Remember that some of the best learning in college takes place outside of the classroom. Seek out students who share your interests. Form study groups or activity groups and learn from others in your college community. If your college provides opportunities to get to know professors or administrators in informal settings, take advantage of those opportunities. Professors are human. They teach because they enjoy their subject and they like sharing their expertise with others.
Professors want to help students who want to learn. Do your best to get to know your teachers. Sit near the front of the classroom so that your teachers know who you are. Let them see by your body language and attitude that you are paying attention. Ask appropriate questions in class or after class. Visit them during their office hours if you need help or clarification with something that relates to the course. Professors typically give students their e-mail address and are happy when students use it as a learning tool. If you reach out to your professors, one may emerge as a mentor. A mentor who is invested in your education is a valuable part of your college education.
Know how to keep yourself safe and who can help if you feel you are unsafe or in danger. Take advantage of programs offered by your college's counseling center to learn what to do if you or a friend is at risk from substance abuse, someone's violent behavior, unplanned or unsafe sexual practices, or eating disorders. Remember that friends watch out for their friends. If you are going to a social event with friends, make sure that everyone has a safe way home. Be street smart and encourage your friends to make safe choices. Know that even moderate alcohol use can put someone in a dangerous situation. A call for help can be the most important call you ever make. Know whom to call if you have concerns about your physical or mental health. Make sure you have an adequate supply of your prescription medications. Be sure you understand possible interactions between your prescription medications and alcohol or recreational drugs. Keep your doctor's phone number with you in case of emergency.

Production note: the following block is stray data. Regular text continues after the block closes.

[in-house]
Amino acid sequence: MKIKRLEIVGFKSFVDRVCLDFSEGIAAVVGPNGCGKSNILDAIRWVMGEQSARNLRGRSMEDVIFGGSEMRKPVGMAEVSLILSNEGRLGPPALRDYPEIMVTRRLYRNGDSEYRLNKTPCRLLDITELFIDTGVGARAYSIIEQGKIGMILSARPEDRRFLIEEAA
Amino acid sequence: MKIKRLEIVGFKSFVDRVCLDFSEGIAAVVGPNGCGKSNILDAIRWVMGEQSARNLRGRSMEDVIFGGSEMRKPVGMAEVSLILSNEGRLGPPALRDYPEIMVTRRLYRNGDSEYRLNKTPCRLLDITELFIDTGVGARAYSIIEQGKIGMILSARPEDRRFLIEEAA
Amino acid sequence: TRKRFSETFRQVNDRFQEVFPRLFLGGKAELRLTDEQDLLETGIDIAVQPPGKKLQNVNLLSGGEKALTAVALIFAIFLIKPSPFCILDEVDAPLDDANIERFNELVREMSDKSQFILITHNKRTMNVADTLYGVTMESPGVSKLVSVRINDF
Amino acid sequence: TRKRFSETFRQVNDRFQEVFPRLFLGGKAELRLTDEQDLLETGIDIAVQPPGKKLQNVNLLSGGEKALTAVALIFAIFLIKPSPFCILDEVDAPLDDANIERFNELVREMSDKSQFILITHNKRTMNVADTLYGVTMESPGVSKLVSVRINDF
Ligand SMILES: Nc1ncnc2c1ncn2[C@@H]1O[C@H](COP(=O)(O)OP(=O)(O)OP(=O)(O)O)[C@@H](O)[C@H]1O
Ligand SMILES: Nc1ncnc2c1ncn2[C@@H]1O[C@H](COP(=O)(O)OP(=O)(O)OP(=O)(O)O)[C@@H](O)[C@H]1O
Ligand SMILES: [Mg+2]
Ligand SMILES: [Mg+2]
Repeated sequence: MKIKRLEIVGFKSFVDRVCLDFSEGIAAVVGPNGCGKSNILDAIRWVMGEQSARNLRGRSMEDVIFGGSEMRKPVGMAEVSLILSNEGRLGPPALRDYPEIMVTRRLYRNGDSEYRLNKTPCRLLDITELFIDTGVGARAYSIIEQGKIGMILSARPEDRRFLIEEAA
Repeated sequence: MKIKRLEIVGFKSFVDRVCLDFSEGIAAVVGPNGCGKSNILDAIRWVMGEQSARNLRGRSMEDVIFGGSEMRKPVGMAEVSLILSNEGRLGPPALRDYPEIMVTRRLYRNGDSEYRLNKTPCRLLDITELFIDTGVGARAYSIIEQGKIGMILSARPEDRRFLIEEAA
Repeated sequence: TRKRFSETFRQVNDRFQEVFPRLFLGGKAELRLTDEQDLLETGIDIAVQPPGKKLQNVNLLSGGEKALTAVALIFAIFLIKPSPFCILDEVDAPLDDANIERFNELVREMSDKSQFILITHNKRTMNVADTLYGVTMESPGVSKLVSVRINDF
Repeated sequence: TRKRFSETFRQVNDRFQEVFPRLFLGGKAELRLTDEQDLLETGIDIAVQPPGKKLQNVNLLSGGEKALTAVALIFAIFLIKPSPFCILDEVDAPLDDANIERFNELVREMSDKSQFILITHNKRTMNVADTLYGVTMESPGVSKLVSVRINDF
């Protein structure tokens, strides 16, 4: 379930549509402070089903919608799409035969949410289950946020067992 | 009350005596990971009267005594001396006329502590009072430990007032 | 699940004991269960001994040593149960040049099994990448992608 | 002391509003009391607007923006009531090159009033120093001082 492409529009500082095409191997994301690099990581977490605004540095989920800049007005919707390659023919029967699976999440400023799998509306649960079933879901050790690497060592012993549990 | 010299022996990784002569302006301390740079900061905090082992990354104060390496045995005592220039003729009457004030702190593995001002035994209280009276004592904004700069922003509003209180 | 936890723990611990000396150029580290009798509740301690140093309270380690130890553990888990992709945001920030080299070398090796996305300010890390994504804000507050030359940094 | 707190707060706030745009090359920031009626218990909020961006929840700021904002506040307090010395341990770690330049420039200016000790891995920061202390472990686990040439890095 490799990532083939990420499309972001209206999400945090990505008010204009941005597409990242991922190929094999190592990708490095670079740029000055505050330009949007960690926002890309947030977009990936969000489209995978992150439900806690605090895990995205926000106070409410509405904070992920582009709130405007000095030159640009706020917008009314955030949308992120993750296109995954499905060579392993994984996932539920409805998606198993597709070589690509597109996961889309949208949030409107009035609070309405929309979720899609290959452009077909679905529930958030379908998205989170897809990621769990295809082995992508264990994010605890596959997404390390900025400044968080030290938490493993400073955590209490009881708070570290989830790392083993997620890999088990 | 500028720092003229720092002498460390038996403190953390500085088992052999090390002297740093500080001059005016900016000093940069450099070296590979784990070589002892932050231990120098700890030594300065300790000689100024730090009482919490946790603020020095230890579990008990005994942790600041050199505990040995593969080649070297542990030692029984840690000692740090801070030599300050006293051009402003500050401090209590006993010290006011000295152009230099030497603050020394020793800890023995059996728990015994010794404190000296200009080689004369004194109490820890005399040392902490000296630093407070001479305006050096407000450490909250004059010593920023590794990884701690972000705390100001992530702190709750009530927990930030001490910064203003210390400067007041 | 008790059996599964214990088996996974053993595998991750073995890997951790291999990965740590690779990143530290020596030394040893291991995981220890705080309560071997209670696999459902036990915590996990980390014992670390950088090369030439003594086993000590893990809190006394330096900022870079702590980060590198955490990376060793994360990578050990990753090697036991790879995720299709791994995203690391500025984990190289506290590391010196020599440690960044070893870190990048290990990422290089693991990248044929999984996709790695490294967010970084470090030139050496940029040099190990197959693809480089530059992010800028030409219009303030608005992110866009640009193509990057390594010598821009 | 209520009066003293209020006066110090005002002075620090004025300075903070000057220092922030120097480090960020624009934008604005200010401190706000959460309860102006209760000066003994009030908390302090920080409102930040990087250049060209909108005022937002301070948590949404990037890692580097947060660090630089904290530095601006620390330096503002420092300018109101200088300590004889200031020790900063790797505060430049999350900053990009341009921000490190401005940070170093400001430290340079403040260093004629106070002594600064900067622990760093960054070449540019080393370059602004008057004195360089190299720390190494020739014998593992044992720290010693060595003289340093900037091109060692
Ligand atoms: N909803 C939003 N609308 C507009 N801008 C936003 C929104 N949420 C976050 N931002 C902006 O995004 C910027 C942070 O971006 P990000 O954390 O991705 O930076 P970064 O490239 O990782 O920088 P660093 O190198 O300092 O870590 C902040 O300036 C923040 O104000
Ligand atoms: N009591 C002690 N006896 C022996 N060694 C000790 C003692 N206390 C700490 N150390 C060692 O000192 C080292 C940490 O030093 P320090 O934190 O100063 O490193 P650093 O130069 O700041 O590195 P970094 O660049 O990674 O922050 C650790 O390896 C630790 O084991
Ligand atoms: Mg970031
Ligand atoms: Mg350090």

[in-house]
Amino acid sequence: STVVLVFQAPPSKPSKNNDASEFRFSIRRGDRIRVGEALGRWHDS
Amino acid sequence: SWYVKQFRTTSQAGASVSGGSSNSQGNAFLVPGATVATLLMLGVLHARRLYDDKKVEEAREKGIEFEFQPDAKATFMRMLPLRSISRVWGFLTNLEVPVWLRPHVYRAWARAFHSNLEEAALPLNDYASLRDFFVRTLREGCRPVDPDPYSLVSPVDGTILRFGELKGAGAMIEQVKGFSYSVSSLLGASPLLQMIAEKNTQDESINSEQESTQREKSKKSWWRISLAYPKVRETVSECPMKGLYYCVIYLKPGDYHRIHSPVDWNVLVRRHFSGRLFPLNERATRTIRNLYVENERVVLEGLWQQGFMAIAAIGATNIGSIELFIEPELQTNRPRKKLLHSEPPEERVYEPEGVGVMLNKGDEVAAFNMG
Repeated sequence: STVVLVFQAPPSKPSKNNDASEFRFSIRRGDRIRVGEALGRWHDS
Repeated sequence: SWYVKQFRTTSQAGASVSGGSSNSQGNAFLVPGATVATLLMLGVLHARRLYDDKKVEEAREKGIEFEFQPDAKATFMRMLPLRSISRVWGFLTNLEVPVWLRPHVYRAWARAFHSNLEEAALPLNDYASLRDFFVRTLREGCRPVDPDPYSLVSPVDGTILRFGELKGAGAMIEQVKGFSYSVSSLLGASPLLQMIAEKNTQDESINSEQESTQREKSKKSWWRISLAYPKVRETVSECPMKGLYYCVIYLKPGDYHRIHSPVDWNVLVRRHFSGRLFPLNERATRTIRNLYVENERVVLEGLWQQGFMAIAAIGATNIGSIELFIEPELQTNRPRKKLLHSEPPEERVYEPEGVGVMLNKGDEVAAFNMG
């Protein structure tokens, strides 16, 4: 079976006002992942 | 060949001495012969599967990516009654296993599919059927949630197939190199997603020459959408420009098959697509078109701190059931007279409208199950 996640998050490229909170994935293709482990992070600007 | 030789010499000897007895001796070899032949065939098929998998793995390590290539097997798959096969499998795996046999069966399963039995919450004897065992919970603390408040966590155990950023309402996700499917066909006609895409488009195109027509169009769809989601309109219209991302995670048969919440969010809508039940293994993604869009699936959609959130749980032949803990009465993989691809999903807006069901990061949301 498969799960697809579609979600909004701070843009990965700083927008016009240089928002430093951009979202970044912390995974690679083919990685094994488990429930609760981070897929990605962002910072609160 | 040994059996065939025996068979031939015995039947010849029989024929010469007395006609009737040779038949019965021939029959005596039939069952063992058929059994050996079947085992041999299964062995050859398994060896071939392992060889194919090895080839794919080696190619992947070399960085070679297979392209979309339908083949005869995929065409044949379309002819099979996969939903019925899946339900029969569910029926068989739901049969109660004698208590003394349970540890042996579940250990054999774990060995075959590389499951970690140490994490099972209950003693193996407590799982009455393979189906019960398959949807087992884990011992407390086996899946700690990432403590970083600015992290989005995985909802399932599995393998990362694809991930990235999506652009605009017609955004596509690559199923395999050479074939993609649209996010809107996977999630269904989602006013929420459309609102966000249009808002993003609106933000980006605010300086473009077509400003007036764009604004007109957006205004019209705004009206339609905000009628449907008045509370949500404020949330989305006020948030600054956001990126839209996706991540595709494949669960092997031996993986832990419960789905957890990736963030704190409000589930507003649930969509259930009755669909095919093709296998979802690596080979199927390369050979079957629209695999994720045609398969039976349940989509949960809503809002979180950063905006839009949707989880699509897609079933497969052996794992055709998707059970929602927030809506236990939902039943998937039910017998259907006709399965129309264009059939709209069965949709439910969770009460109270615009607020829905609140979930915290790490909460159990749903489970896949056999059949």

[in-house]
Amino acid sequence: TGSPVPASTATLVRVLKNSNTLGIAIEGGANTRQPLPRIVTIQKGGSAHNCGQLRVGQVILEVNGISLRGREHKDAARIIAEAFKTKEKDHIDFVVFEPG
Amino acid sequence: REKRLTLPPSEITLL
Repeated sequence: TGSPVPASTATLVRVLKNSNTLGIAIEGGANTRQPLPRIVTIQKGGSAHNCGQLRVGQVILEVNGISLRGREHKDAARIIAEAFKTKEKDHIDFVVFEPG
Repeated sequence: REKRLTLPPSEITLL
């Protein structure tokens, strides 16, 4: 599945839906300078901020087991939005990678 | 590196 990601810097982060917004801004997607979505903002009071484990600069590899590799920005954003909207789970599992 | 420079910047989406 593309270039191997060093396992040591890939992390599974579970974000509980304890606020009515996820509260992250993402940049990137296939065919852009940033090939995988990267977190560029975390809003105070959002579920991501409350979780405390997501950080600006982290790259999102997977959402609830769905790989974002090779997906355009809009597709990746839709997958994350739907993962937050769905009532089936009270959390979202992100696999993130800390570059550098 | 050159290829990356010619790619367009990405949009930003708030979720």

Because your college is home to people from many different backgrounds, it is fertile ground for you to think about your own identity. Some people identify themselves by race, gender, marital or relationship status, profession, religion, major, hometown, personality, political affiliation, or socioeconomic class. Looking at the characteristics that define your perception of yourself may help you find other characteristics that are also part of your identity. As you learn more about yourself, you may become interested in the qualities that others use to define themselves. College offers many opportunities to learn about the lives of others and to join with them as they celebrate the aspects of their identity that they consider important.
Use this year well, Jesse. Take advantage of the opportunities that will help you to grow into the kind of person you want to be. Work hard, but be sure to have fun. Stay healthy. Learn lots of new things. Remember to call your mom even if you don't need something. Make this your best year ever.
Love, Aunt Joan